Ever woken up the day after a dive, looking forward to what today’s dive will bring, but dreading pulling on a still-damp, cold, smelly wetsuit?

Well, it looks like a group of divers and surfers from Spain, Switzerland and the USA have a solution for that.

A couple of winters ago, this group came up with an idea for a device that dries and deodorizes your wetsuit in 18 minutes. More than 12 prototypes later, this team of “surfer-preneurs,” as they call themselves, is ready to introduce their final version: the Blawesome wetsuit dryer.

The main challenge was to put together an oversized, foldable hanger and a powerful air blower into an ultra-compact and shock resistant unit. But it’s not just a dryer: How many times have you forgotten to properly rinse your suit and after a few hours in your trunk it smells?

The Blawesome integrates a deodorizing pearl that slowly evaporates within the airflow, leaving your wetsuit bacteria-free and properly deodorized. This helps preserve the wetsuit and extend its lifespan.

Additionally, the Blawesome sports a magnetic hanger that allows you to stick it on any metallic surface. The Neodymium magnetic hook can hold up to 62lbs/28 kg of load.

When folded, the Blawesome measures in as a slim 5.5-inch-/14-cm-tall cylinder, allowing it to fit in any handbag or regular backpack.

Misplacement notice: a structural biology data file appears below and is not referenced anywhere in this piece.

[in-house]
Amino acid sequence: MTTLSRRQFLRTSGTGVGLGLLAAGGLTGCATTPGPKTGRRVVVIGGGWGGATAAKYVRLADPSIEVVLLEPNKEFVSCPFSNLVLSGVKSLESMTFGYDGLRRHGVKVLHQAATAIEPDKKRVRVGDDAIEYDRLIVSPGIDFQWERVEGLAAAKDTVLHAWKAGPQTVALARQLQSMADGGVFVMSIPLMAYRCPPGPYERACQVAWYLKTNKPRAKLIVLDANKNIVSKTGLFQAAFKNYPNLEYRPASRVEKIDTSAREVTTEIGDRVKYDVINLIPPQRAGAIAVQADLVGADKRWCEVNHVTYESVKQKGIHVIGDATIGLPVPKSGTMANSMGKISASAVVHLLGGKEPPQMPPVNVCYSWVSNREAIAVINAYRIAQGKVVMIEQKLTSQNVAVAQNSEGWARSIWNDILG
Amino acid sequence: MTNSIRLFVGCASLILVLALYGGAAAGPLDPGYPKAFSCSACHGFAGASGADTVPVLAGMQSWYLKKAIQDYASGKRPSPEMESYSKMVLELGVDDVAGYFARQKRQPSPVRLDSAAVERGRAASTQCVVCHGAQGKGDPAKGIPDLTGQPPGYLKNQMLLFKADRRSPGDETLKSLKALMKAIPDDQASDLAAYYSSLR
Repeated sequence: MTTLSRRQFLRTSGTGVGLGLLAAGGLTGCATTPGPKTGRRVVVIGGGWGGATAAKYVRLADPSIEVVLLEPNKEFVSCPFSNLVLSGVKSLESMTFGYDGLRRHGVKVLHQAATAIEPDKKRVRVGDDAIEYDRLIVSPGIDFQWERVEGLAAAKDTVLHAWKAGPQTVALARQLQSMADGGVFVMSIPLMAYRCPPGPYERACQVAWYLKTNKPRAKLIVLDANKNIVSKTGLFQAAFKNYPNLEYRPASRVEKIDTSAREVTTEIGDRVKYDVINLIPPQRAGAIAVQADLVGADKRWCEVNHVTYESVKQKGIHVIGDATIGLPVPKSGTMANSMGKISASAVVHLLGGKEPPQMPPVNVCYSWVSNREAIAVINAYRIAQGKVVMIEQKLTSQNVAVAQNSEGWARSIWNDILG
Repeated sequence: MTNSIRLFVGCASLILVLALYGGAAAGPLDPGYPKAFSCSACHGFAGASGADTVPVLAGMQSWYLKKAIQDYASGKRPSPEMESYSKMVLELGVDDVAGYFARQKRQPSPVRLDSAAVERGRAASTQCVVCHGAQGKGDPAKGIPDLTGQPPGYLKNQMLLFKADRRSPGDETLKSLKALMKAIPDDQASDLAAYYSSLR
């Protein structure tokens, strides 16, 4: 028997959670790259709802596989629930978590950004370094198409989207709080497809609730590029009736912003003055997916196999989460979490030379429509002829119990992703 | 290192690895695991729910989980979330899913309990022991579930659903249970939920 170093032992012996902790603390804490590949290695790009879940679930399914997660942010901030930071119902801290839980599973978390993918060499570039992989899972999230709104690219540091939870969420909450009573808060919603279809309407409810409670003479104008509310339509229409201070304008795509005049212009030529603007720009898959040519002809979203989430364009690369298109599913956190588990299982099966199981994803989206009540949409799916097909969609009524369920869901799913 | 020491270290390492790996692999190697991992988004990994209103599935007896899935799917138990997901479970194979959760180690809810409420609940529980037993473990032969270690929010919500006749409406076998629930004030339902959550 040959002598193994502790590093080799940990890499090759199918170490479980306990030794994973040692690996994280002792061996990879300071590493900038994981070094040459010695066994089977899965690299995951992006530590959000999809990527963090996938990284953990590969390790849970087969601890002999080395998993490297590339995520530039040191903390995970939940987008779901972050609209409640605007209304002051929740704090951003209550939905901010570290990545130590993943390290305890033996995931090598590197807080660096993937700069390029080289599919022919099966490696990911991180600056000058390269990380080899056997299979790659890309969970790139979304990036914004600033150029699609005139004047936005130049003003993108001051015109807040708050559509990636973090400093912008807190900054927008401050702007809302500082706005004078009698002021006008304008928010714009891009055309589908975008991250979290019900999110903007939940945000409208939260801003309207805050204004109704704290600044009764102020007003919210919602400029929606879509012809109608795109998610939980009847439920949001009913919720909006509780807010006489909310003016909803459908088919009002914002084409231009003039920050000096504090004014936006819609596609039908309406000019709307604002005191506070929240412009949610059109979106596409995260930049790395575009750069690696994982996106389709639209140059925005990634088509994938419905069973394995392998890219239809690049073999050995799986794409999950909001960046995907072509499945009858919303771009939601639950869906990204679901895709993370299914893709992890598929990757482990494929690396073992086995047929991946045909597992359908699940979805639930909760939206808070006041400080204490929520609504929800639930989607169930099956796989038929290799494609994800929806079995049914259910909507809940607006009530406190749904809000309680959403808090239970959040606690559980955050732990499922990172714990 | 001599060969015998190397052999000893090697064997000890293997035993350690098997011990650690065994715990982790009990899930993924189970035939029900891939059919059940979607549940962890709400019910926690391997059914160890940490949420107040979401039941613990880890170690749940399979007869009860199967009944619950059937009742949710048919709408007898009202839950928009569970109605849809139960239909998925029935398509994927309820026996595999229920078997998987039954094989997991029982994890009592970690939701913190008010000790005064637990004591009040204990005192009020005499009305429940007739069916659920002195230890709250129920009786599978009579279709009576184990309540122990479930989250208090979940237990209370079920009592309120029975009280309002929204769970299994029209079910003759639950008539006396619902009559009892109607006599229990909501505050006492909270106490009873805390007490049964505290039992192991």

The Blawesome wetsuit dryer, folded up and ready for travel.
The Blawesome wetsuit dryer, folded up and ready for travel.

The Blawesome team is ready to deliver worldwide but will be starting a crowdfunding campaign on Kickstarter to get some initial momentum. Before that, the group is running a lottery to give away 10 free units for those who register on the wetsuitdryer.com website by August 25th, the day the Kickstarter campaign begins.

Additionally, the first 200 worldwide backers will be able to buy the Blawesome at half-price for US$65/57 Euros.

For more info, watch the video below or check out the company’s website at thewetsuitdryer.com.

SOURCEBlawesome
John Liang
John Liang is the News Editor at DeeperBlue.com. He first got the diving bug while in High School in Cairo, Egypt, where he earned his PADI Open Water Diver certification in the Red Sea off the Sinai Peninsula. Since then, John has dived in a volcanic lake in Guatemala, among white-tipped sharks off the Pacific Coast of Costa Rica, and other places including a pool in Las Vegas helping to break the world record for the largest underwater press conference.

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